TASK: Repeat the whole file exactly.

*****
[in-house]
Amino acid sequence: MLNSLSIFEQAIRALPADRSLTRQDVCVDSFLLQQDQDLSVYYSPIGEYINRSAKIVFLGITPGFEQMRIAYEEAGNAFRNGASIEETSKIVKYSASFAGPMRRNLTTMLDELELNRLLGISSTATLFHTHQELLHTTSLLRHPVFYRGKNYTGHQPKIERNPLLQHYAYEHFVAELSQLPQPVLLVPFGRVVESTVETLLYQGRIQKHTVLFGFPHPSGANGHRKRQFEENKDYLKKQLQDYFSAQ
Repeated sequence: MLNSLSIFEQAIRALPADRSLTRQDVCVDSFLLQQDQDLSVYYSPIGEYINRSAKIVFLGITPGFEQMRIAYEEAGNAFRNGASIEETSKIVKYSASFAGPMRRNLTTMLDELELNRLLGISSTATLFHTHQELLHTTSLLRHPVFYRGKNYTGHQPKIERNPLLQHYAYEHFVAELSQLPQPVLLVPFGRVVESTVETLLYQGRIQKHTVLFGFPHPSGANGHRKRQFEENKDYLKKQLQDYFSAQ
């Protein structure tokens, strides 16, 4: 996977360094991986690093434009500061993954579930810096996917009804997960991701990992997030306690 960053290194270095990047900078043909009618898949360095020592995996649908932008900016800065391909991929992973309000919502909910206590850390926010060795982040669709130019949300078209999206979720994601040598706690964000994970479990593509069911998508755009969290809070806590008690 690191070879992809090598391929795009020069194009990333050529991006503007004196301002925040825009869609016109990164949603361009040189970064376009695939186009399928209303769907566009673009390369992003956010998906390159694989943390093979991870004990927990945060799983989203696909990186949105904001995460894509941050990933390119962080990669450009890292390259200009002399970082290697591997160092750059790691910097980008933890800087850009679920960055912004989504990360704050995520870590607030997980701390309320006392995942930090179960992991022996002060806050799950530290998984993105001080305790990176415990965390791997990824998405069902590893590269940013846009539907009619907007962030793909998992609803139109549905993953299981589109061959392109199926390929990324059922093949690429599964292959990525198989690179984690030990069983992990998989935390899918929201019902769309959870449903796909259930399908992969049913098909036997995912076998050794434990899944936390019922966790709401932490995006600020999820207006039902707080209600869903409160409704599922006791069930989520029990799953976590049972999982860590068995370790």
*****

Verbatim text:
[in-house]
Amino acid sequence: MLNSLSIFEQAIRALPADRSLTRQDVCVDSFLLQQDQDLSVYYSPIGEYINRSAKIVFLGITPGFEQMRIAYEEAGNAFRNGASIEETSKIVKYSASFAGPMRRNLTTMLDELELNRLLGISSTATLFHTHQELLHTTSLLRHPVFYRGKNYTGHQPKIERNPLLQHYAYEHFVAELSQLPQPVLLVPFGRVVESTVETLLYQGRIQKHTVLFGFPHPSGANGHRKRQFEENKDYLKKQLQDYFSAQ
Repeated sequence: MLNSLSIFEQAIRALPADRSLTRQDVCVDSFLLQQDQDLSVYYSPIGEYINRSAKIVFLGITPGFEQMRIAYEEAGNAFRNGASIEETSKIVKYSASFAGPMRRNLTTMLDELELNRLLGISSTATLFHTHQELLHTTSLLRHPVFYRGKNYTGHQPKIERNPLLQHYAYEHFVAELSQLPQPVLLVPFGRVVESTVETLLYQGRIQKHTVLFGFPHPSGANGHRKRQFEENKDYLKKQLQDYFSAQ
């Protein structure tokens, strides 16, 4: 996977360094991986690093434009500061993954579930810096996917009804997960991701990992997030306690 960053290194270095990047900078043909009618898949360095020592995996649908932008900016800065391909991929992973309000919502909910206590850390926010060795982040669709130019949300078209999206979720994601040598706690964000994970479990593509069911998508755009969290809070806590008690 690191070879992809090598391929795009020069194009990333050529991006503007004196301002925040825009869609016109990164949603361009040189970064376009695939186009399928209303769907566009673009390369992003956010998906390159694989943390093979991870004990927990945060799983989203696909990186949105904001995460894509941050990933390119962080990669450009890292390259200009002399970082290697591997160092750059790691910097980008933890800087850009679920960055912004989504990360704050995520870590607030997980701390309320006392995942930090179960992991022996002060806050799950530290998984993105001080305790990176415990965390791997990824998405069902590893590269940013846009539907009619907007962030793909998992609803139109549905993953299981589109061959392109199926390929990324059922093949690429599964292959990525198989690179984690030990069983992990998989935390899918929201019902769309959870449903796909259930399908992969049913098909036997995912076998050794434990899944936390019922966790709401932490995006600020999820207006039902707080209600869903409160409704599922006791069930989520029990799953976590049972999982860590068995370790």